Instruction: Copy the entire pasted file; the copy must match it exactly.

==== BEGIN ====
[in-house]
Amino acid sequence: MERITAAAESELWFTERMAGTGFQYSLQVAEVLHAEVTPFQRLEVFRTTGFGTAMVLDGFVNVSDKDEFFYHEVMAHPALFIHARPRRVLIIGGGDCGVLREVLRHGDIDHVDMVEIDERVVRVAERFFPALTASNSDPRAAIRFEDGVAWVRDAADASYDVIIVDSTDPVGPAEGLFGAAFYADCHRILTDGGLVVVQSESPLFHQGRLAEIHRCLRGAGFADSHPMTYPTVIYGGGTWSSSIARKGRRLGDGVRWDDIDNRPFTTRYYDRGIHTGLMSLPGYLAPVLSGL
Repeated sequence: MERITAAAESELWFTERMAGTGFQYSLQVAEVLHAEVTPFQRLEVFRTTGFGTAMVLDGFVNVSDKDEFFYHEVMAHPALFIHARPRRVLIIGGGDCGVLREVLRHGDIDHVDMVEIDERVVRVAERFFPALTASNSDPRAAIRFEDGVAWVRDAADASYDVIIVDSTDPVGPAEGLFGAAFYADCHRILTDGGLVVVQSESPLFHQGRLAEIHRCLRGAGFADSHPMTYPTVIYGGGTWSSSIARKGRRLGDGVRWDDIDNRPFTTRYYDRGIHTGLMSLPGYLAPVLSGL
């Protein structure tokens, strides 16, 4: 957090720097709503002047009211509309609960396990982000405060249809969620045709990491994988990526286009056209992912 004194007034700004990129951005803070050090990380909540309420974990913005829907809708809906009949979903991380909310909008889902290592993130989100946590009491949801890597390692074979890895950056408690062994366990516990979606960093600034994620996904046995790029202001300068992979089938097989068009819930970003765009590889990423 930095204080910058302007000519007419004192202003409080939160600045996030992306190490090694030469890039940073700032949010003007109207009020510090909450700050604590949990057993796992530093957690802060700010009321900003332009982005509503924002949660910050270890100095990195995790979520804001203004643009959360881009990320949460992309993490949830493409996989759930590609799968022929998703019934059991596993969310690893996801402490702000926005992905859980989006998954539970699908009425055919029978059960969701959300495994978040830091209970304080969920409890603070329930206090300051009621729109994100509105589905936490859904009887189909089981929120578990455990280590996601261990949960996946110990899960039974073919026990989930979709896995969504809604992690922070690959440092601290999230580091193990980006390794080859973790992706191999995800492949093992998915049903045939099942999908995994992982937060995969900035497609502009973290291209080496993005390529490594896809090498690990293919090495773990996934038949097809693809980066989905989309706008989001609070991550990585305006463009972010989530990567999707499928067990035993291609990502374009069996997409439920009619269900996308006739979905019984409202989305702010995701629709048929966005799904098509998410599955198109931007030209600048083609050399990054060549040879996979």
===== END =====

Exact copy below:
[in-house]
Amino acid sequence: MERITAAAESELWFTERMAGTGFQYSLQVAEVLHAEVTPFQRLEVFRTTGFGTAMVLDGFVNVSDKDEFFYHEVMAHPALFIHARPRRVLIIGGGDCGVLREVLRHGDIDHVDMVEIDERVVRVAERFFPALTASNSDPRAAIRFEDGVAWVRDAADASYDVIIVDSTDPVGPAEGLFGAAFYADCHRILTDGGLVVVQSESPLFHQGRLAEIHRCLRGAGFADSHPMTYPTVIYGGGTWSSSIARKGRRLGDGVRWDDIDNRPFTTRYYDRGIHTGLMSLPGYLAPVLSGL
Repeated sequence: MERITAAAESELWFTERMAGTGFQYSLQVAEVLHAEVTPFQRLEVFRTTGFGTAMVLDGFVNVSDKDEFFYHEVMAHPALFIHARPRRVLIIGGGDCGVLREVLRHGDIDHVDMVEIDERVVRVAERFFPALTASNSDPRAAIRFEDGVAWVRDAADASYDVIIVDSTDPVGPAEGLFGAAFYADCHRILTDGGLVVVQSESPLFHQGRLAEIHRCLRGAGFADSHPMTYPTVIYGGGTWSSSIARKGRRLGDGVRWDDIDNRPFTTRYYDRGIHTGLMSLPGYLAPVLSGL
């Protein structure tokens, strides 16, 4: 957090720097709503002047009211509309609960396990982000405060249809969620045709990491994988990526286009056209992912 004194007034700004990129951005803070050090990380909540309420974990913005829907809708809906009949979903991380909310909008889902290592993130989100946590009491949801890597390692074979890895950056408690062994366990516990979606960093600034994620996904046995790029202001300068992979089938097989068009819930970003765009590889990423 930095204080910058302007000519007419004192202003409080939160600045996030992306190490090694030469890039940073700032949010003007109207009020510090909450700050604590949990057993796992530093957690802060700010009321900003332009982005509503924002949660910050270890100095990195995790979520804001203004643009959360881009990320949460992309993490949830493409996989759930590609799968022929998703019934059991596993969310690893996801402490702000926005992905859980989006998954539970699908009425055919029978059960969701959300495994978040830091209970304080969920409890603070329930206090300051009621729109994100509105589905936490859904009887189909089981929120578990455990280590996601261990949960996946110990899960039974073919026990989930979709896995969504809604992690922070690959440092601290999230580091193990980006390794080859973790992706191999995800492949093992998915049903045939099942999908995994992982937060995969900035497609502009973290291209080496993005390529490594896809090498690990293919090495773990996934038949097809693809980066989905989309706008989001609070991550990585305006463009972010989530990567999707499928067990035993291609990502374009069996997409439920009619269900996308006739979905019984409202989305702010995701629709048929966005799904098509998410599955198109931007030209600048083609050399990054060549040879996979």